U.S. Soccer Referee Andrew Kirst Trailblazed Path for Deaf American Referees at 2023 DIFA Deaf World Cup | U.S. Soccer Official Website

Andrew Kirst wants you to know he was a bad ref.

Don’t worry.

After a 19-year career of working soccer matches as small as JV high school to as large as a world championship semifinal, Kirst has spent his entire career working relentlessly to get better. That mindset and the support of U.S. Soccer’s referee training program have helped him get to where he is today.

But yeah, when he started, he wasn’t great.

“For the first year or two, I knew I was bad. I was lousy,” Kirst said. “And the parents were blowing up at me. But hey, I’m deaf. It didn’t affect me. It was an advantage for me. I’m sure if I could’ve heard, I would’ve quit.”

Kirst credits U.S. Soccer, specifically Rick Eddy, Esse Baharmast, Deanna Duncan-Allen, and Neal Fausset, for helping him develop into the referee he has become today and for his opportunities.

He also highlighted U.S. Soccer’s commitment to increased accessibility for its referee training. Without it, he may not have been able to reach some of the highest levels of the sport.

“When they recognized that I was deaf and was aspiring to be the best referee possible, they started to create more opportunities and provided sign language interpreters for training, video discussions, meetings, workshops, webinars, tournaments and showcases I attended,” Kirst said. “This gave me full accessibility to what was being spoken, talked about, and discussed, and I could comprehend, understand, and apply all that was being discussed onto the pitch during matches. With what U.S. Soccer provided, it really helped and accelerated my development as a referee.”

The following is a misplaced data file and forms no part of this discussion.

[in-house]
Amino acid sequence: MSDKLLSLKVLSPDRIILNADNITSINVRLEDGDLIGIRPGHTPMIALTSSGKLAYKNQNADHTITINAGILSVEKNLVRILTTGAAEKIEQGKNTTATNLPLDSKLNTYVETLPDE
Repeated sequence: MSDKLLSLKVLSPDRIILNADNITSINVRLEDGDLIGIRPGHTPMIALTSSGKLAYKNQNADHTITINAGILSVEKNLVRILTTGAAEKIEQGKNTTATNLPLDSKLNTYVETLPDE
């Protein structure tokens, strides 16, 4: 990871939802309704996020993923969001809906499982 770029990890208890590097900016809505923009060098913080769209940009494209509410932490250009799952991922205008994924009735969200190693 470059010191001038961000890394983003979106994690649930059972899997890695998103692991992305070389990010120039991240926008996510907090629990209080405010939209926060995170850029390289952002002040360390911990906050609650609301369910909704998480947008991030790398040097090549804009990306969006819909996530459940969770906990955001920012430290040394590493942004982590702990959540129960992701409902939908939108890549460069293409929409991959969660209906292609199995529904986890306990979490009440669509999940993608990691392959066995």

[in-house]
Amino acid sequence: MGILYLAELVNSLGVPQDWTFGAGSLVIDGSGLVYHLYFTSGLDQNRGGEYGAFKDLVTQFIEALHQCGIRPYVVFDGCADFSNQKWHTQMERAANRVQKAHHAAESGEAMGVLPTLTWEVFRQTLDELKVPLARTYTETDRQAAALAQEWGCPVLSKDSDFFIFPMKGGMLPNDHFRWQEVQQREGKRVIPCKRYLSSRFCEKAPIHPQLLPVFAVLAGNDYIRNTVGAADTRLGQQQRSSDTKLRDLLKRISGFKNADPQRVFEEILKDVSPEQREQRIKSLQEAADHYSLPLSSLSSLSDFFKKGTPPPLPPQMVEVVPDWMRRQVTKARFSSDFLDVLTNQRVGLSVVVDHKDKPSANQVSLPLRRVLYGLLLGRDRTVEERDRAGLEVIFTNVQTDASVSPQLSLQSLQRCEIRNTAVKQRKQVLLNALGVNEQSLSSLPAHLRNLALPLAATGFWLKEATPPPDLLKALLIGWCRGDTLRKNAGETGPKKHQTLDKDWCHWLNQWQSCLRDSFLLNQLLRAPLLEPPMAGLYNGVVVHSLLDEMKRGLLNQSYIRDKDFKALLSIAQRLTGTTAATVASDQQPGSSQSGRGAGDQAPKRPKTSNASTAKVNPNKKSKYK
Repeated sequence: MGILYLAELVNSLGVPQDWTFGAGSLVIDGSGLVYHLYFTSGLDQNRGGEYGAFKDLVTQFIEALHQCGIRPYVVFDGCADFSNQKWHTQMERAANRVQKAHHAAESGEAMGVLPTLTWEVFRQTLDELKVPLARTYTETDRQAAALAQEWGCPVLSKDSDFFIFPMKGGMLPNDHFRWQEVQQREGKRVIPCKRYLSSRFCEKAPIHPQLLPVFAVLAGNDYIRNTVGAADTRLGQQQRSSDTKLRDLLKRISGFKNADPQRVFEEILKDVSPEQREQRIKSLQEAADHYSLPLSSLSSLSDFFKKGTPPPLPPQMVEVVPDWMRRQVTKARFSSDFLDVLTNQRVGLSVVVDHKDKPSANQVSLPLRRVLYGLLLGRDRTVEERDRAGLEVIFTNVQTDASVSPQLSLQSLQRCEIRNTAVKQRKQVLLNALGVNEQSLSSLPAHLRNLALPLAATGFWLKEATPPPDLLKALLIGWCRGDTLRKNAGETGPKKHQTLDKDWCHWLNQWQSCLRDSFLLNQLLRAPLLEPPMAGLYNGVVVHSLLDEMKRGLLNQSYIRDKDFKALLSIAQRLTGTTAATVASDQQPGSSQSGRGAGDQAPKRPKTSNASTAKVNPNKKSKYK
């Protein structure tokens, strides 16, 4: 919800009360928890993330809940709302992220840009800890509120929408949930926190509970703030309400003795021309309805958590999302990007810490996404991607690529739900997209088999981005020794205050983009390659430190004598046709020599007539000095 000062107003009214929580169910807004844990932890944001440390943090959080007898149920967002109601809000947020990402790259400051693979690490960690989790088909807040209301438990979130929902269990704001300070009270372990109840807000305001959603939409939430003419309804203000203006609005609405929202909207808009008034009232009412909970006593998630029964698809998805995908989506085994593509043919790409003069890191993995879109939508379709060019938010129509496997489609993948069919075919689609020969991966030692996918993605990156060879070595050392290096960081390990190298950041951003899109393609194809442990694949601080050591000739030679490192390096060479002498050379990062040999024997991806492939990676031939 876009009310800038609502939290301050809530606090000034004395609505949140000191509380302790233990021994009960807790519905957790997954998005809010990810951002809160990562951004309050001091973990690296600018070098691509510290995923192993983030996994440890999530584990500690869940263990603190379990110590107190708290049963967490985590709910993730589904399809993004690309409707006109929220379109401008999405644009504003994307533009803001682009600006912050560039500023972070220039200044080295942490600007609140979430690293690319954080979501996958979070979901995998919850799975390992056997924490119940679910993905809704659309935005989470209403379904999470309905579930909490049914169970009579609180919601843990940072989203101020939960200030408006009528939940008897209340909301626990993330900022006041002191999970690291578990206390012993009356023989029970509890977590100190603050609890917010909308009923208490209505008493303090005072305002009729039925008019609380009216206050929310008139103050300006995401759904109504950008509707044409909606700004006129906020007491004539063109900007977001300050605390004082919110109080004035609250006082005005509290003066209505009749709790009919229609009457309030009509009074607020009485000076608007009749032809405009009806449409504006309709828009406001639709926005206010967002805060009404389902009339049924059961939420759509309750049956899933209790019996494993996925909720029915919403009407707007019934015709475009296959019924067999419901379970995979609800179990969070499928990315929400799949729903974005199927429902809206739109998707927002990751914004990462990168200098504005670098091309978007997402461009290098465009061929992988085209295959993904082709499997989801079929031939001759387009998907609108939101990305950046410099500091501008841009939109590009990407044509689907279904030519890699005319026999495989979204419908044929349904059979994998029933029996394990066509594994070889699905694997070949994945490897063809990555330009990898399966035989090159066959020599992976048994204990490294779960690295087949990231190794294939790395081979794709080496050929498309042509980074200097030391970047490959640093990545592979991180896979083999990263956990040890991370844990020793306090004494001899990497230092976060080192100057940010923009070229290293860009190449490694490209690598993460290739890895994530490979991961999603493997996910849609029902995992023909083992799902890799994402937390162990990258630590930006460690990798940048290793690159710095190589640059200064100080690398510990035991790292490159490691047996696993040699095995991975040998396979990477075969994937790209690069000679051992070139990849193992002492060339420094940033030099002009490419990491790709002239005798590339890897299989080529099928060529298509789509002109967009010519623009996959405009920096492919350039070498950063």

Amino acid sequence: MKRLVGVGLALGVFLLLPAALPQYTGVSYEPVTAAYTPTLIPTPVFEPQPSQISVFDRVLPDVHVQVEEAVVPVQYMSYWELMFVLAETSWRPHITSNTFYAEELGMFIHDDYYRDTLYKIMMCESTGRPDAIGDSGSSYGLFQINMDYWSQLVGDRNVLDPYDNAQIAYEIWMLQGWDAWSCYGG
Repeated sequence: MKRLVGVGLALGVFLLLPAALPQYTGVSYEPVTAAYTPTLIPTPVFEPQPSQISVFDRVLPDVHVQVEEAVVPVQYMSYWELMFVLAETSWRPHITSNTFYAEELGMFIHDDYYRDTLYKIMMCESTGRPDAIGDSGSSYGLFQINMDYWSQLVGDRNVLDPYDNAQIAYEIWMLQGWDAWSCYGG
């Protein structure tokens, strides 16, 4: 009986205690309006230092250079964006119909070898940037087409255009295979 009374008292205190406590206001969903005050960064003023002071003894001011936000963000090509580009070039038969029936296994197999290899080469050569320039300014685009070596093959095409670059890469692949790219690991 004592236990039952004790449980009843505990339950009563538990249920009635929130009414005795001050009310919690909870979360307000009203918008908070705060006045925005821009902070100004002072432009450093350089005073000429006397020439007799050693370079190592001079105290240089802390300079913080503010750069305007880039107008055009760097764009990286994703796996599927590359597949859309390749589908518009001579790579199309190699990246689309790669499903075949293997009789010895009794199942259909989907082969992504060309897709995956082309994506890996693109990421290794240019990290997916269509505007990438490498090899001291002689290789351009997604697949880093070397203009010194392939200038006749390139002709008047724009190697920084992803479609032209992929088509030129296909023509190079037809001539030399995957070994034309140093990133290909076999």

That growth eventually led to Kirst representing U.S. Soccer as a referee for the 2023 World Deaf Football Championships (WDFC) in Kuala Lumpur, Malaysia.

The honor wasn’t something he thought about from the moment he became a referee. He didn’t even know it was possible until he participated in two U.S. Deaf Soccer training camps ahead of the 2020 Deaf World Championships.

At those camps, Kirst built up his skills as a referee. He also met and got to know the players and staff of the U.S. Men’s Deaf Soccer Team and, through those relationships, learned who he should speak to and how to apply to become a referee for the WDFC.

“These two camps opened my eyes to other opportunities I could try for and take advantage of,” he said. “They were a huge springboard to the WDFC for me. U.S. Soccer now overseeing those teams under the Extended National Teams program has given a big boost to the visibility and potential for all players under U.S. Soccer. It’ll extend to everyone who is involved in this program in any shape or form. This exposure will only lead to further awareness and understanding of what is out there and allow for hopes, dreams, and goals to be developed and let the future generations be motivated to strive for excellence and further success on the pitch and in life.”

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